“This anthropologist, he was not a sincere man… He was not what he claimed. He sat here. Here, with me in my kitchen. I told him the old wives’ tales, things my grandmother told me, but we don’t believe these things anymore. It’s all crap… Just pure crap. And underline that I said ‘pure crap’.”
Regardless of all of this negative publicity and the people of Wilno trying to wave it away, the vampire story stuck, and to this day the town is almost known as much for tales of dark bloodsucking monsters as it is for its rich history and Polish-Kashubian cultural traditions. It is a reputation that has lasted right up to the present, with residents still shaking their head about it and blowing off Perkowski’s staining of their legacy. One former resident has lamented of it:
“It’s all bullcrap. Perkowski’s work is not well-researched. It’s not contextualized. And he totally misread the community and his informants. He took a lot of the words from residents and twisted them. There was a lot of hurt in the ’60s and ’70s when this work came out, and still to this day. Unfortunately, the vampire story has survived and the true stories haven’t come out. There’s much more history, much more rich traditions in the area. That’s what we want this community to be known for and not something that’s made up and supernatural. If you’re looking at a vampire story, basically our identity was sucked right out of us. Sometimes the journalists and media are the vampires because they like to spread that falsehood, because it makes great television. But it’s not fair to the people of Wilno, because that is not our history. On paper … there’s this vampire story. But if you dig deep enough, you’ll get at the heart of people, you’ll get at the heart of this town.”
So what are we to make of all of this? There seems to certainly be a lot about what Perkowski wrote that should be taken with a grain of salt. He provides no evidence that any of this ever happened, there are no official accounts of corpse mutilations, no real solid names, dates, or locations in his eyewitness reports to independently verify any of it, and doesn’t even name his supposed sources, simply calling them “informants.” It is very easy to believe that the possibility is strong that his report is embellished at the very least and even completely fabricated. There is also the fact that when asked why the museum had asked him to carry out his research Perkowski once replied:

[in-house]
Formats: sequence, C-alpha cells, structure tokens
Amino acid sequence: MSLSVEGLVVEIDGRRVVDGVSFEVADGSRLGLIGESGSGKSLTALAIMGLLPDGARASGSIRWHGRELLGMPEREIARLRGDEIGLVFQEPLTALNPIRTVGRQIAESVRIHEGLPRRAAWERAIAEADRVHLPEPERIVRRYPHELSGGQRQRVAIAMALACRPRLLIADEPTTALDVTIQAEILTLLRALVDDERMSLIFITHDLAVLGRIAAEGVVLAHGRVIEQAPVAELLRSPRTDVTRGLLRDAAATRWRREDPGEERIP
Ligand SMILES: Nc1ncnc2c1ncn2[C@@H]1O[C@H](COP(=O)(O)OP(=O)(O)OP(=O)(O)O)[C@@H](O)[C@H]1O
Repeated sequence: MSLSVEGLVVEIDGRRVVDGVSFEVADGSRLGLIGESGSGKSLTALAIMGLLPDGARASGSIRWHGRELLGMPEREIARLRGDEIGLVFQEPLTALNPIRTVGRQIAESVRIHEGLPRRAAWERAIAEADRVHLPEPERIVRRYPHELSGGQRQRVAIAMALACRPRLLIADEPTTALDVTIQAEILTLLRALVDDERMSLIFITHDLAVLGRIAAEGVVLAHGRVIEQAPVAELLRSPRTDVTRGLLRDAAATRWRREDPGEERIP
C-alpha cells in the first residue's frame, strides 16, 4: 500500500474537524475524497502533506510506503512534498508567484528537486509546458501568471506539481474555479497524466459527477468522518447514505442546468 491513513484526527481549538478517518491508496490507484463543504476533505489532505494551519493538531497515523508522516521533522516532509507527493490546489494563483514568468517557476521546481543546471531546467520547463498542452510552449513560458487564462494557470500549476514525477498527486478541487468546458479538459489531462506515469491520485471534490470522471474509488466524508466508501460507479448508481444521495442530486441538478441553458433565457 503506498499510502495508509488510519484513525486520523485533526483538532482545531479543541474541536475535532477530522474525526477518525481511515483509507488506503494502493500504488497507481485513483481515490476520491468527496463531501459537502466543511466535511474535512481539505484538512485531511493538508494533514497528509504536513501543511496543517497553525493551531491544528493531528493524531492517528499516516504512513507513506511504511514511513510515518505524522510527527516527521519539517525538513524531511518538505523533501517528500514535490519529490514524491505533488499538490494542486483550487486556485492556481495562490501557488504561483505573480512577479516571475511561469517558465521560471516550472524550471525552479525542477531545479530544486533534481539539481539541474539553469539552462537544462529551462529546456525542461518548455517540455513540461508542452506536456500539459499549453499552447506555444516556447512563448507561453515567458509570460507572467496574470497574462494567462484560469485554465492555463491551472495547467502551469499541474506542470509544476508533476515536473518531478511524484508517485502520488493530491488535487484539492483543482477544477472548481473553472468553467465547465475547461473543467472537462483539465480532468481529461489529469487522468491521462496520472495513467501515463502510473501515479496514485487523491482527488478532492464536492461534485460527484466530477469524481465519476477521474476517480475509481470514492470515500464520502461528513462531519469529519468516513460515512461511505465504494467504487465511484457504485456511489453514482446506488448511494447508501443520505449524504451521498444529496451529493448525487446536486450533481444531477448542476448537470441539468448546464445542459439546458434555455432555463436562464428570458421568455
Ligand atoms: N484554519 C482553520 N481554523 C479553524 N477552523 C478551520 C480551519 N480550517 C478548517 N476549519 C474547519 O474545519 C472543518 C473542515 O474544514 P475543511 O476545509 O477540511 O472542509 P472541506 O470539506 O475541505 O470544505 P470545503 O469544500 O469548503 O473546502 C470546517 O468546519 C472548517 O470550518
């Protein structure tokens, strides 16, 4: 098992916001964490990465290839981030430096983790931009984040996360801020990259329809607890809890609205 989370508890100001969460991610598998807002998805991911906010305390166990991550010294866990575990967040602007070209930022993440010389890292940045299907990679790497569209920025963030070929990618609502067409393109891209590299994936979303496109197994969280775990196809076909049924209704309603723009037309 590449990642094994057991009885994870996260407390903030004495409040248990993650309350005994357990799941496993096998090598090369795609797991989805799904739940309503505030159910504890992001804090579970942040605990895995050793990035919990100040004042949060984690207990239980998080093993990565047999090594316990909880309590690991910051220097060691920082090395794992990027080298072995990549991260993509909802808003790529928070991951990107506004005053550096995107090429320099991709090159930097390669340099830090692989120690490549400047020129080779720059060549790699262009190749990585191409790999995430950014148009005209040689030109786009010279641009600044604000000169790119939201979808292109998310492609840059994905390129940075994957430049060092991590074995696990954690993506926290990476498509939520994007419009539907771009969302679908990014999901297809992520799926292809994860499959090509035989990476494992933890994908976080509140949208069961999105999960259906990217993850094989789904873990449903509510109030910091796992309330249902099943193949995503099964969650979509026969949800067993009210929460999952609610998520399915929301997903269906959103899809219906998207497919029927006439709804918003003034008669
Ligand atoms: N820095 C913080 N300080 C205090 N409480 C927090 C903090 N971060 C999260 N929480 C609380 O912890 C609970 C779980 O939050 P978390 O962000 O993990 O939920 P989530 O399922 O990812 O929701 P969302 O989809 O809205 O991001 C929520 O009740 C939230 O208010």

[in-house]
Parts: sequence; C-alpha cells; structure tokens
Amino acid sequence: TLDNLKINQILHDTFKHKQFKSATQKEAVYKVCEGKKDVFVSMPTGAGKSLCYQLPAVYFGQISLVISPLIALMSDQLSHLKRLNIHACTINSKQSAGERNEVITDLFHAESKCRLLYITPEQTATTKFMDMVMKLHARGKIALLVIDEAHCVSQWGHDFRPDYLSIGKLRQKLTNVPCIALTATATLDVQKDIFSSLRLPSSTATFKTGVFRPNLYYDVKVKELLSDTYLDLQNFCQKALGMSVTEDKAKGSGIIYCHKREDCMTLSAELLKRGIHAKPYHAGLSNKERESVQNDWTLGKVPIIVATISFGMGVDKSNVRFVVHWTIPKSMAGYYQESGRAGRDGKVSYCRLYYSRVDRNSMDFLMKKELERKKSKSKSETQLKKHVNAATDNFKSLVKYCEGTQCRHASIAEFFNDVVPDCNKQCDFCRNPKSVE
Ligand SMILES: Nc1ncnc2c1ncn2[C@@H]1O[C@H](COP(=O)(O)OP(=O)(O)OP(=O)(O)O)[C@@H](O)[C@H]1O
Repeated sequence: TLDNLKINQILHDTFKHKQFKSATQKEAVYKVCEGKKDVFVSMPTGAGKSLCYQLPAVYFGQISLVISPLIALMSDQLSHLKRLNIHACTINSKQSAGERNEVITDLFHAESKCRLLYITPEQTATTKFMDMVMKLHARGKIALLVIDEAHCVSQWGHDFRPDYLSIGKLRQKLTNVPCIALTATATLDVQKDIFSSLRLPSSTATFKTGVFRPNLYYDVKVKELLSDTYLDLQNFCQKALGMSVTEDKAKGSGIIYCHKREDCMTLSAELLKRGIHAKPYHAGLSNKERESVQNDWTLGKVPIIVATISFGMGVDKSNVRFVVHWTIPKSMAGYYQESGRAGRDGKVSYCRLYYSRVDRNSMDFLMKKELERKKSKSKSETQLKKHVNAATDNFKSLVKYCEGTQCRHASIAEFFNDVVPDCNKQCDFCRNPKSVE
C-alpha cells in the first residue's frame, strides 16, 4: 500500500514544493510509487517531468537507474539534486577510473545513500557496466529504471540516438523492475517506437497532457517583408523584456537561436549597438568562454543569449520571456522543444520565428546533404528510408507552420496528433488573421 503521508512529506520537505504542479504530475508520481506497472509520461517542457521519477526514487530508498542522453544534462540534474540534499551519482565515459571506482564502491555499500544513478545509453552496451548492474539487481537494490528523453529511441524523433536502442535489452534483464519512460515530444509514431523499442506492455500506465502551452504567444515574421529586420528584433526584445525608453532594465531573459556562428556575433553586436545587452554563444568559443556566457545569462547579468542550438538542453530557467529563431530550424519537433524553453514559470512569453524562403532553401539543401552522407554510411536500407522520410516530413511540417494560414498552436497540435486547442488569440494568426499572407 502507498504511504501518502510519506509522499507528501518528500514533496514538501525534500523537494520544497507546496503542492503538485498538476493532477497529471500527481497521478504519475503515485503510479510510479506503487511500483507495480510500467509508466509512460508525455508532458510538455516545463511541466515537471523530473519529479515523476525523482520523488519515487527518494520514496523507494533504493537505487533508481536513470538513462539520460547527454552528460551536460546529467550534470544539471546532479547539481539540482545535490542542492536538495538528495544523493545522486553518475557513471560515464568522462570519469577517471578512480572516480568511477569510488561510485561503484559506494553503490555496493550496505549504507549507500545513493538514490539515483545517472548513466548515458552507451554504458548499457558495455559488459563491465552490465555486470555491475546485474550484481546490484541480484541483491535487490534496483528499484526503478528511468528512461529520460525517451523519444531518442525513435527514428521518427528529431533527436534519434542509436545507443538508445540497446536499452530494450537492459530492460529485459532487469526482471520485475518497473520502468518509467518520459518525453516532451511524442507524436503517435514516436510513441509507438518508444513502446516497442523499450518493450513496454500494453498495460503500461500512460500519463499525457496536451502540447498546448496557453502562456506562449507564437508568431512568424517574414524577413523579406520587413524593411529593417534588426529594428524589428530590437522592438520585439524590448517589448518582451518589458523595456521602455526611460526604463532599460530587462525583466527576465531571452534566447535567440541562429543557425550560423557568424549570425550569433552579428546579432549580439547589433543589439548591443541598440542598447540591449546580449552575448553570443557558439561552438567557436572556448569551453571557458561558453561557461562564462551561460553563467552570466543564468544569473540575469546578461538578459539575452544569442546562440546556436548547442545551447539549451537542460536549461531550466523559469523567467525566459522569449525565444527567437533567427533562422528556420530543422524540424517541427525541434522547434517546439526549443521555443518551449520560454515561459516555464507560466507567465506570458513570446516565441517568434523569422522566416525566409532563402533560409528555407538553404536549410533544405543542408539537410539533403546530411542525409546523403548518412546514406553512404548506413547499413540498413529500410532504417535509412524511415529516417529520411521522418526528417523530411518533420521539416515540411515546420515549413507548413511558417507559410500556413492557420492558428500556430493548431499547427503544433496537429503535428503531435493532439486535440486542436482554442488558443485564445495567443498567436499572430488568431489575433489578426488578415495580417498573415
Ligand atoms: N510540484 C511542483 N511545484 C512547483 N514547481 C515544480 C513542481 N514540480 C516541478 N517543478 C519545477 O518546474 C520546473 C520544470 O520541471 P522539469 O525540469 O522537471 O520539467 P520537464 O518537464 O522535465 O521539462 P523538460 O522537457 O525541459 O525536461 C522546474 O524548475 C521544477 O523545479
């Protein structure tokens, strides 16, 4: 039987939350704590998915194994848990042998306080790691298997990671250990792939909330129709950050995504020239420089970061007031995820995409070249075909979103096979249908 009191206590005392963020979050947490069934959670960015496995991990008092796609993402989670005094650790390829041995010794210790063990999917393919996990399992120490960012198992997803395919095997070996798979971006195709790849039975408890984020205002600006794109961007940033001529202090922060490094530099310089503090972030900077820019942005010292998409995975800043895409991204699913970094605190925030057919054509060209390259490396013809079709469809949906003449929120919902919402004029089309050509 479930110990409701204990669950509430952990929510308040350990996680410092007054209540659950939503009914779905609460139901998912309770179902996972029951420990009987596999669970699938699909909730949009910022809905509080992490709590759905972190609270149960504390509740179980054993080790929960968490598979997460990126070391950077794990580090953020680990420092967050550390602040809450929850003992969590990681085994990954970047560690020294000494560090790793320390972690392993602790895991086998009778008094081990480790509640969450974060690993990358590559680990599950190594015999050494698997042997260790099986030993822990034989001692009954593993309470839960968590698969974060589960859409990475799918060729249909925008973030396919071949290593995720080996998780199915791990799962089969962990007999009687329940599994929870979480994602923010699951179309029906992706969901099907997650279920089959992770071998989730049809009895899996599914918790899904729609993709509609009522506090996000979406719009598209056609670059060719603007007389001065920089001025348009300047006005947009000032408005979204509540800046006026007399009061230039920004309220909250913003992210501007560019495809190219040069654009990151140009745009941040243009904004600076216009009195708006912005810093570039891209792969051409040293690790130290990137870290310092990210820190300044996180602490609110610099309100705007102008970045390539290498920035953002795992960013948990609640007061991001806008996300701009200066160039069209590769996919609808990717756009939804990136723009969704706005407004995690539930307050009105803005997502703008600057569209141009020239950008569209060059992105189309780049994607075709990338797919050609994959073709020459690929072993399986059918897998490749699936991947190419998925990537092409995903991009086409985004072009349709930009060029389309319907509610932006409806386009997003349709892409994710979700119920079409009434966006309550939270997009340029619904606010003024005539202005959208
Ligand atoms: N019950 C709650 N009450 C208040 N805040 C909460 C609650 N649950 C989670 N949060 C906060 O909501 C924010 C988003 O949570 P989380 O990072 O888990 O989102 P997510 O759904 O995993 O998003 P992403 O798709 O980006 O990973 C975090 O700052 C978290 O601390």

“They publish these dry things on Eskimo stone carvings and how the Iroquois do this and that, and they thought they’d have a slightly jazzier thing. So I went along with them. I don’t mean that they wanted cheap publicity, but they thought that (the report) would have more general appeal than many of the things that they’ve produced. I think they’re right. Ukrainian Easter eggs are interesting, granted, but of limited interest – whereas everybody likes to be frightened a little bit by the Dracula legend.”
Real vampires in Ontario? Probably not. Was it all embellished a bit? Most definately. However, it all gives a curious look into a place most of us will never see or go to, and it certainly shines a light on the legends and lore of people who have chosen to take these stories to their new homes. What was Perkowski up to? What did he really find out there? We may never know for sure, and it remains a damn strange story all the same.